Wanna be impressed? Take a look at these education and resource protection programs at Ontario Parks. All have been made possible thanks to the generous support that Ontario Parks receives from park Friends groups, corporate partners and private donors.
The Wildlife Research Station weekend was such a success in 2010 that the Friends of Algonquin Park have already planned another for May 27-30, 2011. Participants join researchers in the field to experience the science behind wildlife research. Base camp is the Algonquin Park Wildlife Research Station. Accommodation and meals are included. Built in 1944, this research station has an impressive record of wildlife studies that includes Canada’s longest ongoing life history project of turtles. The weekend workshop is part of the Experience Algonquin series presented by The Friends of Algonquin Park. All proceeds go towards enhancing the educational and interpretive programs in Algonquin Provincial Park and towards the research programs of the Wildlife Research Station. To find out how to get involved, contact the Friends of Algonquin Park at firstname.lastname@example.org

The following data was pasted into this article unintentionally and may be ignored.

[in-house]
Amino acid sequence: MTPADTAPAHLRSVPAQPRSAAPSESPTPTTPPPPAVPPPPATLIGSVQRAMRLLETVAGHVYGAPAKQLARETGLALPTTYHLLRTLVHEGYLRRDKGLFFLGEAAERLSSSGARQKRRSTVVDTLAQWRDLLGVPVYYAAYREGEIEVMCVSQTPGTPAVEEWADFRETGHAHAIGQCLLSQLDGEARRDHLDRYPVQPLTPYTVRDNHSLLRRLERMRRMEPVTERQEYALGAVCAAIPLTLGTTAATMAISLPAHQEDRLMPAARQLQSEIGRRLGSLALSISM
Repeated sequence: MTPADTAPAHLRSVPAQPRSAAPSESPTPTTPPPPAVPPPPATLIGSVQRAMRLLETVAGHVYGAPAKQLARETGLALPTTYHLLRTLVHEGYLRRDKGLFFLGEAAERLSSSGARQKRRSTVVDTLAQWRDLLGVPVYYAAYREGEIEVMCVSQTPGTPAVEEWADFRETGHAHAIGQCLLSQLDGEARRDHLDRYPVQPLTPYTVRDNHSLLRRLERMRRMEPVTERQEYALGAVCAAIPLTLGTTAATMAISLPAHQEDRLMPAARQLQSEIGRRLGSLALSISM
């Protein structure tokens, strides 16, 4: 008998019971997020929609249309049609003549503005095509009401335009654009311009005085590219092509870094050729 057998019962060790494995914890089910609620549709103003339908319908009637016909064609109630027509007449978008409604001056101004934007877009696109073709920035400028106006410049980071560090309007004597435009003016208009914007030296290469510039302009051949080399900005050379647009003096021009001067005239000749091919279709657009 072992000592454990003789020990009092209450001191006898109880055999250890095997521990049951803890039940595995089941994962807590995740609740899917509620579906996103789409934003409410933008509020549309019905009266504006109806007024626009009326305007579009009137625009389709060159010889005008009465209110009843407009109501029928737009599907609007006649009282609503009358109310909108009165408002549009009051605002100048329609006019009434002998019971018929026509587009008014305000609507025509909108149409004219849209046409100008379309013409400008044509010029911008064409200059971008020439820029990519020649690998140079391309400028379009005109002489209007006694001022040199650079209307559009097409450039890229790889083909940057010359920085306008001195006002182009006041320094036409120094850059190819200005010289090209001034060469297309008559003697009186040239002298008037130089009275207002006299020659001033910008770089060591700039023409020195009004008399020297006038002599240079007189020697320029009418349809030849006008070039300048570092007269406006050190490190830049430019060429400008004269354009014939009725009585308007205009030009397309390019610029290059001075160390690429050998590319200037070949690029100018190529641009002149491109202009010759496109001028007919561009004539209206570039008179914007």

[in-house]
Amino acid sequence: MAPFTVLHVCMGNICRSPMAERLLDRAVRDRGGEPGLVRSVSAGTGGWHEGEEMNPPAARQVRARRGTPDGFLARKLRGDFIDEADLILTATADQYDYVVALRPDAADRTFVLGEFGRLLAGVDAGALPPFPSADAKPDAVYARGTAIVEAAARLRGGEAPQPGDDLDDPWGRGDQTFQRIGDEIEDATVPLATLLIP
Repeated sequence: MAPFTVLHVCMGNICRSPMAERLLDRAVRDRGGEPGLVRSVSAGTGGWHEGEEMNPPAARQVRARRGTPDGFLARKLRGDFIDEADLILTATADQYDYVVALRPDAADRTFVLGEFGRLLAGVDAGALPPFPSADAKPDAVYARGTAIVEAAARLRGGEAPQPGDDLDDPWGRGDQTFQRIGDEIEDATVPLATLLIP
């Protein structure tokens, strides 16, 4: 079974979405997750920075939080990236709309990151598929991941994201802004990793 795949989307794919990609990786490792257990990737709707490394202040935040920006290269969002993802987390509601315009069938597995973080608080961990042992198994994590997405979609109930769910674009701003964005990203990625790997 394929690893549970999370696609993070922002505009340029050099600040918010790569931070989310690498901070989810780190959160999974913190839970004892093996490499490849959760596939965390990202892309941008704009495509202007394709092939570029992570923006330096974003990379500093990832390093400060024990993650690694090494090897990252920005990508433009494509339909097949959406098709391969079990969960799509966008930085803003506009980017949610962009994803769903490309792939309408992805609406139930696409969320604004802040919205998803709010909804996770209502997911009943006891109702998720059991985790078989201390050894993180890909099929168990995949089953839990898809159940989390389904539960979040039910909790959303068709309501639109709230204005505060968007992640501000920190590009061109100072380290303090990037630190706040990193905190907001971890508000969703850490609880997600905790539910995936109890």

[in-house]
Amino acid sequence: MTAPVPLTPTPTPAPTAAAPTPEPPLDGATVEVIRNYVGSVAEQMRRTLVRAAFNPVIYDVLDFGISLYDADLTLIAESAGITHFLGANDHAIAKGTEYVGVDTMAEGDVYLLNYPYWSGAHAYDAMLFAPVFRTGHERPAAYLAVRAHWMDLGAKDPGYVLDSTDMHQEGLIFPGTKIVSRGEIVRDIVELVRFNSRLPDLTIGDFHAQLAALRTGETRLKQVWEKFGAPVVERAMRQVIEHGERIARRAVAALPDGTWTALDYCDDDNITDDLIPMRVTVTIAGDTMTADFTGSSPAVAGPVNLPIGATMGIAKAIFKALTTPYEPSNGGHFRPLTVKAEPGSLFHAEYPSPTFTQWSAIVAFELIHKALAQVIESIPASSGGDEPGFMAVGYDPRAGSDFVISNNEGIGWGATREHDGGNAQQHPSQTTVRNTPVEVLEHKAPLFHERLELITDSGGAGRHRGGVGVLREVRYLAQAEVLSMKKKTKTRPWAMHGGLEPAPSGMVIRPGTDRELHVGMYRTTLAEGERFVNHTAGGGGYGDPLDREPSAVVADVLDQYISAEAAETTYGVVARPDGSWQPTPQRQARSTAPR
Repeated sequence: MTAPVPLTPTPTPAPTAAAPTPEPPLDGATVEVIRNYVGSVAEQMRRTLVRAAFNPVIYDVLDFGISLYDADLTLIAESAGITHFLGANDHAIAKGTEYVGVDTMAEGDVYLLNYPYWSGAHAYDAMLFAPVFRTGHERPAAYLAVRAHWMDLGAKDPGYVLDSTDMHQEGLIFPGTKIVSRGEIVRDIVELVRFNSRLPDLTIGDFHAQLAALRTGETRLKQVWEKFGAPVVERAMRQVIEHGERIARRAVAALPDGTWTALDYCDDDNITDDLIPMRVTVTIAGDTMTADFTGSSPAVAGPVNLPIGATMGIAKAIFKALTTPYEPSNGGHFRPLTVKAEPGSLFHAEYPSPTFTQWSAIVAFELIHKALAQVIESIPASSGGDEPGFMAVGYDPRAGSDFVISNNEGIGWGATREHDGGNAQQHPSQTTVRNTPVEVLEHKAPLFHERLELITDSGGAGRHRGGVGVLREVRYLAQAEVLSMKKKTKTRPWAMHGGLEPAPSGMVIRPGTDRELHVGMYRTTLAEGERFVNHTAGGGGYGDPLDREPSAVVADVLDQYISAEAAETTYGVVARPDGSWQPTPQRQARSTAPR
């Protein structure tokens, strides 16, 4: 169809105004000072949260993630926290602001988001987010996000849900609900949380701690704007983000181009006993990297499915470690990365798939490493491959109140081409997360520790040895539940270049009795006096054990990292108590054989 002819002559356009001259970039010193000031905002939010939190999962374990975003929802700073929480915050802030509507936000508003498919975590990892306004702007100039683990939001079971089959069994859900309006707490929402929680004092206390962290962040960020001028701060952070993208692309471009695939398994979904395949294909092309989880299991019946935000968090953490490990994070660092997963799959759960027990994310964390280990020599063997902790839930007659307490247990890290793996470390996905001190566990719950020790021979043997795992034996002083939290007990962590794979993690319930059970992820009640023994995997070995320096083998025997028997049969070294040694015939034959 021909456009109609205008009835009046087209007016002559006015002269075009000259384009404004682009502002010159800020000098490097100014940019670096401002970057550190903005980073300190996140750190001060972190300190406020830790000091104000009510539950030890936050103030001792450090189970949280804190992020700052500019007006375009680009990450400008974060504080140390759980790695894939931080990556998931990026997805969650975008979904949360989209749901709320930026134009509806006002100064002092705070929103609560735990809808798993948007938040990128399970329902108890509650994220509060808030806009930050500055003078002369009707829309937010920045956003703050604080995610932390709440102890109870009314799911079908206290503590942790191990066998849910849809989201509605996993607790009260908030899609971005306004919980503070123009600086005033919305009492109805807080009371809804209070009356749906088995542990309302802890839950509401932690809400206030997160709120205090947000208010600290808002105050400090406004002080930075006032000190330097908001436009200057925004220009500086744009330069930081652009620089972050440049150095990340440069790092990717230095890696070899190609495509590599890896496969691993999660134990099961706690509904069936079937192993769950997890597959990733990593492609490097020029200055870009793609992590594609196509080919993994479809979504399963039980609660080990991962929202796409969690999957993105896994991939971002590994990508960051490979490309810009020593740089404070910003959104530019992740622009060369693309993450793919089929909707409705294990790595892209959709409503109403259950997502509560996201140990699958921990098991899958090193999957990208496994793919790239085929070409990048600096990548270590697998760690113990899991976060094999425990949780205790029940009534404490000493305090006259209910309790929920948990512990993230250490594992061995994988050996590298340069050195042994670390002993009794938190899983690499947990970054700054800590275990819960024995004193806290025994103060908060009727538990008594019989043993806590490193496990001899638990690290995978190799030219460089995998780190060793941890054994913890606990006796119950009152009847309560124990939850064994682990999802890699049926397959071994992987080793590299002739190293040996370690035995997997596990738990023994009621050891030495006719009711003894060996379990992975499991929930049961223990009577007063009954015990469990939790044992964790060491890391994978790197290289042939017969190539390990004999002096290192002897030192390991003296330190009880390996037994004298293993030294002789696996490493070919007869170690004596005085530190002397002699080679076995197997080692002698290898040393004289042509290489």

For the last three years, researchers at Ontario Parks have found that Yellow-spotted salamanders have been returning to Bat Lake in Algonquin Provincial Park earlier than previous years to lay their eggs. Climate change has been pegged as the catalyst for their early return. This research project is important for understanding how climate change is affecting the Yellow-spotted salamander and for providing more data on the effect of climate change on other wetland species. Mountain Equipment Co-op sponsored the Yellow-spotted salamander research. It is one of thirty Canadian businesses that have helped Ontario Parks provide greater protection of Ontario’s natural and cultural heritage resources. Corporate partners also create new outdoor recreation opportunities and they help the parks support local economies.
In 2010, Killarney Provincial Park celebrated twenty five years of stargazing with a Star Party and a new observatory. Bruce Waters, an astronomer and Killarney supporter, donated the new 10 inch Mead LX5 telescope. He also donated 25 years of Starry Starry Nights programs and text for a book that will be published by the Friends of Killarney. The Friends group funded the observatory’s new deck too. Astronomy programming at Killarney and other Ontario Parks is becoming increasingly popular. At several parks, stargazing weekends are held every year. Royal Astronomy Society Canada members and their giant society telescopes will lead an astronomy weekend at Quetico, August 26-28, 2011. The last week of August promises a new moon and the night skies are expected to be brilliant. Astronomy and other park education programs are listed at http://www.ontarioparks.com/events. Events are updated through the year so check back often.